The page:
If Dan Snyder and the NFL don’t change the name of the Washington Redskins, people will die. At least that’s what Keith Olbermann ranted during his ESPN show Wednesday afternoon. How did he come to this conclusion? By comparing it to the Confederate flag, of course.
Perhaps you've seen it -- the photo of Noah Galloway, a double-amputee veteran of the Iraq war and crowd-pleasing contestant on Dancing With the Stars, with this caption -- "Caitlyn Jenner won the Arthur Ashe Courage Award. The runner up was this guy: Army Veteran Noah Galloway, who lost an arm and leg to a roadside bomb in Iraq, and now competes in Crossfit events, runs marathons, and competed in the 58-hour Death Race."
The photo went viral across social media after ESPN announced on Monday that it will present an ESPY Award to '76 Olympic decathlon winner, Kardashian stepdad and miracle of makeup artistry formerly known as Bruce Jenner.
“Dad, what’s ‘humor?’
“Well, it was a way of talking about things – mixing truth with absurdity or irony – that helped us navigate uncomfortable issues. It made people smile and laugh. They even allowed it in the media sometimes. But that was all long ago, before the Rise of the Perpetually Offended.”
If you think that conversation is far-fetched, get a load of USA Today’s Ted Berg. Berg got sniffy about an exchange on Washington, DC’s 106.7 The Fan between the hosts and Washington Redskins General Manager Scot McCloughan, who jokingly discussed what position Washington Nationals slugger Bryce Harper might play if he played in the NFL.
Remember “#BringBackOurGirls?” It was the relentlessly hyped and utterly silly Twitter campaign aimed at the African Islamist terror group Boko Haram. It’s hard to know if anyone actually thought tweets would get radical Islamists to release the nearly 300 Christian girls abducted from their school in Chibok, Nigeria. But it did allow Western liberals to advertise their sympathy. And ineffectualness.
First Lady Michelle Obama was one of the most prominent liberals involved. She was photographed holding a card bearing #BringBackOutGirls, underscored by her sad face – which became the face of “hashtag activism.”
At NewsBusters this morning, Matthew Philbin posted on how Michael Eric Dyson, in a guest appearance on MSNBC (where else?), placed a great deal of blame for Baltimore's blight on "the ways in which the Baltimore Ravens and Baltimore Orioles with their tax-exempt status were given tremendous goodies to stay into the city."
It would be reasonable to believe that Dyson, who has revealed a vengeful streak in the recent past, is quite pleased at the financial losses the Orioles, their employees, and businesses in the vicinity are being forced to absorb. Thanks to arguably necessary decisions made today, they will continue.
On Tuesday’s Washington D.C. ESPN 980’s “The Tony Kornheiser Show,” host and Obama golfing buddy Tony Kornheiser let fly with an inferno of silly in reaction to Sen. Marco Rubio’s (R-FL) announcement that he intends to run for the Republican presidential nomination in 2016.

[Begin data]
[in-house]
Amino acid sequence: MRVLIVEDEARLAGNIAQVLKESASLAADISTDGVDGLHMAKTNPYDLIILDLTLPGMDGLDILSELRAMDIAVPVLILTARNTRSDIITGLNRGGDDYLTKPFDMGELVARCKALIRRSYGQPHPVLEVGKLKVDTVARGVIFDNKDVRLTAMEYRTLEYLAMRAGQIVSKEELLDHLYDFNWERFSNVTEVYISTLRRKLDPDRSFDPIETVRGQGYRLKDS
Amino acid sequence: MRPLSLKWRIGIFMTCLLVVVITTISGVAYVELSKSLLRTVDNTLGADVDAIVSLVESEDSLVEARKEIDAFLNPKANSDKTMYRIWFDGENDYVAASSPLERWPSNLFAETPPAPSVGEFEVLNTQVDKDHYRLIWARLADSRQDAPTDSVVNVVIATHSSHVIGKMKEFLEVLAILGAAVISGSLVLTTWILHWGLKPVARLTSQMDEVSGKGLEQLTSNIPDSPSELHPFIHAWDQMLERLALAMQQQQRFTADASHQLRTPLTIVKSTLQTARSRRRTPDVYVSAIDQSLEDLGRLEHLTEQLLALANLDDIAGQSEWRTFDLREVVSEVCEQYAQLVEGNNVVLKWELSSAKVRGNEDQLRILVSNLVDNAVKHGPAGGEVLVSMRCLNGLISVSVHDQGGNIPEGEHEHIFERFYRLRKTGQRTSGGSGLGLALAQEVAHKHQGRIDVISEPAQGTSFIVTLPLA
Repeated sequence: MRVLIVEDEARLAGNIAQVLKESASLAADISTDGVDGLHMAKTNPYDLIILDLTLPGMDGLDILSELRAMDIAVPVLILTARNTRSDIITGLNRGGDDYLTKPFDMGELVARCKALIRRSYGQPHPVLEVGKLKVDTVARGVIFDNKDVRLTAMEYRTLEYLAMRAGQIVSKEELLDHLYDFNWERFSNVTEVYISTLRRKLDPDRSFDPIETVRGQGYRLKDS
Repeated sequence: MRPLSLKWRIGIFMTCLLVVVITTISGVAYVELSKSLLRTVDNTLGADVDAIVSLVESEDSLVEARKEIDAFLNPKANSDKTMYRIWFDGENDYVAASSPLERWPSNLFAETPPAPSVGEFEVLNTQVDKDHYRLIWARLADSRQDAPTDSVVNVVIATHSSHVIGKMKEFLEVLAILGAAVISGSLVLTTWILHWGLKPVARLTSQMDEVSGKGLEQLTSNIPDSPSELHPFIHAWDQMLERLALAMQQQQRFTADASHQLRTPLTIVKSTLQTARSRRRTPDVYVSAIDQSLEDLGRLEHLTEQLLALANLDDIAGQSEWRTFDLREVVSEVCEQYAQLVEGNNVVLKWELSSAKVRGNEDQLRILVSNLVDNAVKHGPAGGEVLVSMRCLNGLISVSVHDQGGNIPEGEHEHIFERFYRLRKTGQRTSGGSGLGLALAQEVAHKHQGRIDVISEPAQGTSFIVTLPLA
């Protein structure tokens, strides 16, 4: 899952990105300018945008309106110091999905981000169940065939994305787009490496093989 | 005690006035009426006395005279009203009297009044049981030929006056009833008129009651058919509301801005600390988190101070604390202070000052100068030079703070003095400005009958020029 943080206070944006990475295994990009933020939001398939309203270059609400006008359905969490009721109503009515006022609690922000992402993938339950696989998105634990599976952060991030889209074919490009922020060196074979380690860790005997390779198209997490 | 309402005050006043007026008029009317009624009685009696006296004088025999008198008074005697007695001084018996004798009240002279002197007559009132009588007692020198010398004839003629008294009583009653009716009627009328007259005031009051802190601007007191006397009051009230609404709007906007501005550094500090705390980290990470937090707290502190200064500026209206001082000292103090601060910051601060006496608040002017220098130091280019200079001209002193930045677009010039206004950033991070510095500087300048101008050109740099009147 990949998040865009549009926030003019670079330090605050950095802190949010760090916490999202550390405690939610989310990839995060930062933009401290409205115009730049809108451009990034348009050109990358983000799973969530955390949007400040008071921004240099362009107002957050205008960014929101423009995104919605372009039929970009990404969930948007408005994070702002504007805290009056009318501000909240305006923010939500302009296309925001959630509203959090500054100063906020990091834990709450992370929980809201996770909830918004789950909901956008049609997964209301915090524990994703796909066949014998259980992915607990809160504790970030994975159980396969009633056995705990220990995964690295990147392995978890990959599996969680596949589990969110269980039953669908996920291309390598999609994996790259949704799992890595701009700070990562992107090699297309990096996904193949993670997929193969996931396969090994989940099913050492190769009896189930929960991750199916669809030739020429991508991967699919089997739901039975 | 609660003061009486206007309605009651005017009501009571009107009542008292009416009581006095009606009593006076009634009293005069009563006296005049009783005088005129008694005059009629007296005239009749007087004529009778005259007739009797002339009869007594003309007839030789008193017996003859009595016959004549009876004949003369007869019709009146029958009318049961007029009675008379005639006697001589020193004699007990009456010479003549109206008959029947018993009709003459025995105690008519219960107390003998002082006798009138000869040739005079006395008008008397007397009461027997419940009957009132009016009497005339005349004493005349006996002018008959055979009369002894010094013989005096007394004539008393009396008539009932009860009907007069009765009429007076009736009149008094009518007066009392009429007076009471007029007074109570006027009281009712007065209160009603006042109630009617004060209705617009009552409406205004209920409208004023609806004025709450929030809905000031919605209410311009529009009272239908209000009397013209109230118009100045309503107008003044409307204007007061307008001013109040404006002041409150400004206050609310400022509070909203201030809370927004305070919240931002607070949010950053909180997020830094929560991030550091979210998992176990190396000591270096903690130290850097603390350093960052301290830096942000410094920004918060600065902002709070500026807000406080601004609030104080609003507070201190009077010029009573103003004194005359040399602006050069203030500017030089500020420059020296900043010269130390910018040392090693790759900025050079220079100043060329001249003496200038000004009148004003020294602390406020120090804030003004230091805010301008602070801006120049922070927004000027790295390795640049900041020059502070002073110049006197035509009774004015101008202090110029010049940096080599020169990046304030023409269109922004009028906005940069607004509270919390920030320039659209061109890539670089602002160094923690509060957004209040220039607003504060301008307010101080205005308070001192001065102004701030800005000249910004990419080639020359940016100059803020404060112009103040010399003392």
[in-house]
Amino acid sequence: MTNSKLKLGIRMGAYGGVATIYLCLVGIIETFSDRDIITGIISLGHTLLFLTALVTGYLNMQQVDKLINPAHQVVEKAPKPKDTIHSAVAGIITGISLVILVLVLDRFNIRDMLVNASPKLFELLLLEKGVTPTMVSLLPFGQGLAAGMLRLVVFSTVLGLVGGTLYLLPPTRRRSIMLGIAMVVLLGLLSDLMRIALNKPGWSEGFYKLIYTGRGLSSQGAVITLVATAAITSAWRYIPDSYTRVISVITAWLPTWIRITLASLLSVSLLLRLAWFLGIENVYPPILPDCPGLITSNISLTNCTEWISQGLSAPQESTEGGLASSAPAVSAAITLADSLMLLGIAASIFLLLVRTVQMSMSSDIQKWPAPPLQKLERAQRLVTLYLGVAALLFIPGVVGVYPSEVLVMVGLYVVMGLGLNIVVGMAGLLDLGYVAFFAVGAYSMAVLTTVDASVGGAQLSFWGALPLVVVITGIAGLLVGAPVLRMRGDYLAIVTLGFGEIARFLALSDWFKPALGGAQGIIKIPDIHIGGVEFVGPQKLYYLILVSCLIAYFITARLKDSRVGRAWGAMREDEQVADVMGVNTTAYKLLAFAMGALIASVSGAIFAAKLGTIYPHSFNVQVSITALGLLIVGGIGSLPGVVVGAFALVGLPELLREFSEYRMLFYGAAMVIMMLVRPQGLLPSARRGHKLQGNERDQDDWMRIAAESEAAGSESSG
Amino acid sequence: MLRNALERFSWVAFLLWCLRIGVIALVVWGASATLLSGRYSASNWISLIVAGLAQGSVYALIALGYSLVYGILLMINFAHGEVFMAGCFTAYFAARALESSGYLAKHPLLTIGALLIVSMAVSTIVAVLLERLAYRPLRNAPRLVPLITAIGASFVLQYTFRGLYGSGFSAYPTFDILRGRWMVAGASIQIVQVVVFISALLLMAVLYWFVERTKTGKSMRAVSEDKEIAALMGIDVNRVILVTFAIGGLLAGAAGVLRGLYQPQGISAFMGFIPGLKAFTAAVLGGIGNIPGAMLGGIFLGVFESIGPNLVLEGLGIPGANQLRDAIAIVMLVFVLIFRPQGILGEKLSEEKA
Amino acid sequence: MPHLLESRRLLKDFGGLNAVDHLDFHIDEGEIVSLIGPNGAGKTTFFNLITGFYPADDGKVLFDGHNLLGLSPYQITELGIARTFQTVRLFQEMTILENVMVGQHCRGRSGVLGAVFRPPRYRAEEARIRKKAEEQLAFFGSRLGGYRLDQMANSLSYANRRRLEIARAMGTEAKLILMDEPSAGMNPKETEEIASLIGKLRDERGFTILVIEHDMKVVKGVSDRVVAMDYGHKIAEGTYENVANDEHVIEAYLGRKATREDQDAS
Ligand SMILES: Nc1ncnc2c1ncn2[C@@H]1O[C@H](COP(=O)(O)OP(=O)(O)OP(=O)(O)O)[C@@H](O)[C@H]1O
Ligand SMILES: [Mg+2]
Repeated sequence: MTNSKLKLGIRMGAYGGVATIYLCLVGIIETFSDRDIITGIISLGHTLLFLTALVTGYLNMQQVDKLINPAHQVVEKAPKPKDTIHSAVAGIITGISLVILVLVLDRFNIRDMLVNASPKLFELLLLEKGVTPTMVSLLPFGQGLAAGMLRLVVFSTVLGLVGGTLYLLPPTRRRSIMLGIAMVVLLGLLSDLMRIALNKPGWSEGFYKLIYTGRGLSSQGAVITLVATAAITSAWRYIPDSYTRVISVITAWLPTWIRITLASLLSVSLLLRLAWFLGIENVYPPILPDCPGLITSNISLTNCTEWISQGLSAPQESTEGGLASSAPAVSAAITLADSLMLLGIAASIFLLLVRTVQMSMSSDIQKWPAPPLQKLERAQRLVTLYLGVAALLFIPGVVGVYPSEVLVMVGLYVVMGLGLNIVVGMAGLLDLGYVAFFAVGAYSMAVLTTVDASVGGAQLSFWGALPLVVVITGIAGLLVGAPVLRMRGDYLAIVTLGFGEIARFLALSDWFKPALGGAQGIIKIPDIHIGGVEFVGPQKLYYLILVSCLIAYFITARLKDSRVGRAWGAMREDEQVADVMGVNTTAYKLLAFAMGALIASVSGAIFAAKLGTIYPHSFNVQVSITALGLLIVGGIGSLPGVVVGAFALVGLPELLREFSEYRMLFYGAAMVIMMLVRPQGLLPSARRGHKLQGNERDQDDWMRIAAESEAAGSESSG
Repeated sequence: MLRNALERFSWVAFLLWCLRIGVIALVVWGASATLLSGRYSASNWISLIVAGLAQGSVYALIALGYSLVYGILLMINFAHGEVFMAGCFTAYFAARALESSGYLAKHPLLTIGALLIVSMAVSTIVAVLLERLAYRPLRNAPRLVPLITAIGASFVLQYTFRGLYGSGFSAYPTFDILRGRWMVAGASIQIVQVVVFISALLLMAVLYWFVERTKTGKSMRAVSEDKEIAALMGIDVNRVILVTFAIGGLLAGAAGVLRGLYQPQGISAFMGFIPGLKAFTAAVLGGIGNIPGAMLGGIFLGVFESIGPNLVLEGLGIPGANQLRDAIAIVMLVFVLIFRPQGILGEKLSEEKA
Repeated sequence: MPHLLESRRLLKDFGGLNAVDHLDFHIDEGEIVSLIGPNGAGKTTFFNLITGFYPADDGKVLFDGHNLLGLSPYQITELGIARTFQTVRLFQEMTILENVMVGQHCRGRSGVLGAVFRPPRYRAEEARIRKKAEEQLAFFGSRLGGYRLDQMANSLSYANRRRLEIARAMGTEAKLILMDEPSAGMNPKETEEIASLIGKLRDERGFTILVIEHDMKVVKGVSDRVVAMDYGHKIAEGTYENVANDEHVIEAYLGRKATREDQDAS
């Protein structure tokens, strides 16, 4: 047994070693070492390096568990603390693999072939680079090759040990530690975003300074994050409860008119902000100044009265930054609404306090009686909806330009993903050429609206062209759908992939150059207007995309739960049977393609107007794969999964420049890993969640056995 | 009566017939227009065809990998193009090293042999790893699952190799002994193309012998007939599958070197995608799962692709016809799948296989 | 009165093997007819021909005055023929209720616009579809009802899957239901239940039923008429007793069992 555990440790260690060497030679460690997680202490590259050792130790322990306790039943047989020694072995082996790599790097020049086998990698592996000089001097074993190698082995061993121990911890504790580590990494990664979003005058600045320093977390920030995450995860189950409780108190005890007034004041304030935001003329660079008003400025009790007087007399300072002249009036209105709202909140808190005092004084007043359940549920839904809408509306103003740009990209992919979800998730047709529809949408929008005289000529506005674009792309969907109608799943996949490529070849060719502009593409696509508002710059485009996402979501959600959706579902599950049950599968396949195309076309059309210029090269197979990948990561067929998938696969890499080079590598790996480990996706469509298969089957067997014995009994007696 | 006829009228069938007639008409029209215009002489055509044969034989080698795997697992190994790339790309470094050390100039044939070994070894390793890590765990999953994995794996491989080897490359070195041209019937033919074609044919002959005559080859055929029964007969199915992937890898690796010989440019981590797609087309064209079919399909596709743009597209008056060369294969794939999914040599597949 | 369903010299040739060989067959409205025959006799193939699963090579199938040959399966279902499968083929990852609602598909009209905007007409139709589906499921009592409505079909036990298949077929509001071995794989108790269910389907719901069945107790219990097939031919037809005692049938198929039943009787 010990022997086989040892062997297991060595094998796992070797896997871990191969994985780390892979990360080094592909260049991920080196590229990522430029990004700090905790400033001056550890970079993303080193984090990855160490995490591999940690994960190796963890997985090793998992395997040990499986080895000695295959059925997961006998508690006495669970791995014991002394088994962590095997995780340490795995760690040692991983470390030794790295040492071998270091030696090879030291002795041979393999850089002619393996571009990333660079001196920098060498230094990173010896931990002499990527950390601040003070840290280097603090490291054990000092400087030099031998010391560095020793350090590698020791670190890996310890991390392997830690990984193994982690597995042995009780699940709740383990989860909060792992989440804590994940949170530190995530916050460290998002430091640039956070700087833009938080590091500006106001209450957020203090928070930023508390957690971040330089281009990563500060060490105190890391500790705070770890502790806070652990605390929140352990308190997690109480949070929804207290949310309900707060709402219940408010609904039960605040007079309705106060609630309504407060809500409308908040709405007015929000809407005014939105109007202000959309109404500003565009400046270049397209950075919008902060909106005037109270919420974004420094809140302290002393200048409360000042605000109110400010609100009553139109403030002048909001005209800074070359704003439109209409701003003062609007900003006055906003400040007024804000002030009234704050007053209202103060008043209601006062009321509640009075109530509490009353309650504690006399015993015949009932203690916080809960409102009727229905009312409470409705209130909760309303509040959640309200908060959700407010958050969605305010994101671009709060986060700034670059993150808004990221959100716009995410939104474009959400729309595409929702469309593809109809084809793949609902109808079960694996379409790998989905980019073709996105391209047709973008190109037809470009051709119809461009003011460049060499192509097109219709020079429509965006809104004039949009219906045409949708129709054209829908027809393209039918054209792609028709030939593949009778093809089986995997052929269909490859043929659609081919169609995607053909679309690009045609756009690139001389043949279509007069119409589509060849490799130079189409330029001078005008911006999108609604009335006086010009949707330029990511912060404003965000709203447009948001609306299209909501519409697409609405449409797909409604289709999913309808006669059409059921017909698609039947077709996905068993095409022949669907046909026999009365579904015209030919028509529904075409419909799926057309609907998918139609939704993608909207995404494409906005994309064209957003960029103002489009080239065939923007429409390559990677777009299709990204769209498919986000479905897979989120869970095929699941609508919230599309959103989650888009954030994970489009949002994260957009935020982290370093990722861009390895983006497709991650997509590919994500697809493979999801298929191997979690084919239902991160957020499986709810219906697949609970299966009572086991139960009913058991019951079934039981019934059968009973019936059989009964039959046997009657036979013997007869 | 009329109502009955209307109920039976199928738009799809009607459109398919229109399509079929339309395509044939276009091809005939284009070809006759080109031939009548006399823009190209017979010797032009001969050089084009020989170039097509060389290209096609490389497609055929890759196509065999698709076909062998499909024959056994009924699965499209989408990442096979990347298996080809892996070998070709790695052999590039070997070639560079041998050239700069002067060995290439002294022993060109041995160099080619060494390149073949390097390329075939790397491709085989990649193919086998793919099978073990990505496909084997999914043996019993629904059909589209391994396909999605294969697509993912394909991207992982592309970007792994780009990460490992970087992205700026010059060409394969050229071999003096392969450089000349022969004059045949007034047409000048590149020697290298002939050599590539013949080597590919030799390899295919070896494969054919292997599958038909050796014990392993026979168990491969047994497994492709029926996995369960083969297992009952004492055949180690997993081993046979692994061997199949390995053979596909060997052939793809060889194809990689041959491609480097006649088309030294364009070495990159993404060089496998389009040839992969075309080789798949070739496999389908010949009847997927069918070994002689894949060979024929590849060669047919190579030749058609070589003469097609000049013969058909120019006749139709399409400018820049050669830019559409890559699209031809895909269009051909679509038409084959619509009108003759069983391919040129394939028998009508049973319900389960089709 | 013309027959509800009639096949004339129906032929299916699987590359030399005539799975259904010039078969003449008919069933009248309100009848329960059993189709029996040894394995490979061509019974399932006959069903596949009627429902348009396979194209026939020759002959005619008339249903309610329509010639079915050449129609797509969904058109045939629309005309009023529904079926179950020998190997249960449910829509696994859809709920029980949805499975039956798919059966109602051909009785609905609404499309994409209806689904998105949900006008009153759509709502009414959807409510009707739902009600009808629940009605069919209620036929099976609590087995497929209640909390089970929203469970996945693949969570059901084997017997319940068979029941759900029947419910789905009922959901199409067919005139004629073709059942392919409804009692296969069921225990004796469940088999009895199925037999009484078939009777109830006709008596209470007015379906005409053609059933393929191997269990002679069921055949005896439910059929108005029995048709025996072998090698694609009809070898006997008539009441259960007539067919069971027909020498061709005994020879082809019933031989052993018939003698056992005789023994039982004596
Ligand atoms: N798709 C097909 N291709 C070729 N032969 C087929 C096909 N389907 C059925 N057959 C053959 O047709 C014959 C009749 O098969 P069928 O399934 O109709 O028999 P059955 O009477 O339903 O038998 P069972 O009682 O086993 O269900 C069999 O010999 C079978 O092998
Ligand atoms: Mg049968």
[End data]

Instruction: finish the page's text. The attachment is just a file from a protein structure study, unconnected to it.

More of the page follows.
It ain’t just you. Politics and ideology really are encroaching more on your favorite diversions, especially sports. And you can thank the usual suspects: journalists.
From Michael Sam to the Redskins to gun control and race relations, the very liberal sports media increasingly inject their preoccupations into their coverage. They just can’t leave you alone to enjoy the game – they have to “raise your consciousness.”
ESPN hosts and guests talk Ferguson and show why they should stick to sports.
Cut from two NFL teams? Want to be Man of the Year?
Christian QB leads prayer on set of SEC Nation. Christian recording artist Tanner Clark was on set and snapped a photo, which he shared on social media.
Filling in for Alex Wagner on her MSNBC show Wednesday, Luke Russert had a segment on NFL player and defensive end Michael Sam, who was signed earlier in the day to the Dallas Cowboys after being released by the St. Louis Rams on Saturday. Russert opined that the reason there was a delay before Sam was signed by another team was not because of any media “distractions" or that he was not a good enough player, but it was “probably because he’s gay.”
In the first portion of the over five-minute-long segment, Russert cited reports from anonymous NFL general managers to two sports media outlets that teams wanted to sign Sam, but “fear[ed] the media attention” and “the circus coming to town” in additional media. [See video below]
The ESPN-affiliated, Bill Simmons-run website Grantland, which specializes in sports and popular culture, claimed on Friday that Fox News Channel is a major source of what Simmons calls “unintentional comedy” (or maybe "subconscious comedy" would be more accurate).
In a feature about the history and influence of Saturday Night Live’s “Weekend Update” segment, Grantland staff writer Brian Phillips opined that “the structure of Fox News is so deeply and basically comic that it’s impossible not to read it into the tradition of news satire” and that “like ‘Weekend Update,’ Fox succeeded by taking the elements of a normal news broadcast and exaggerating them to ludicrous proportions.”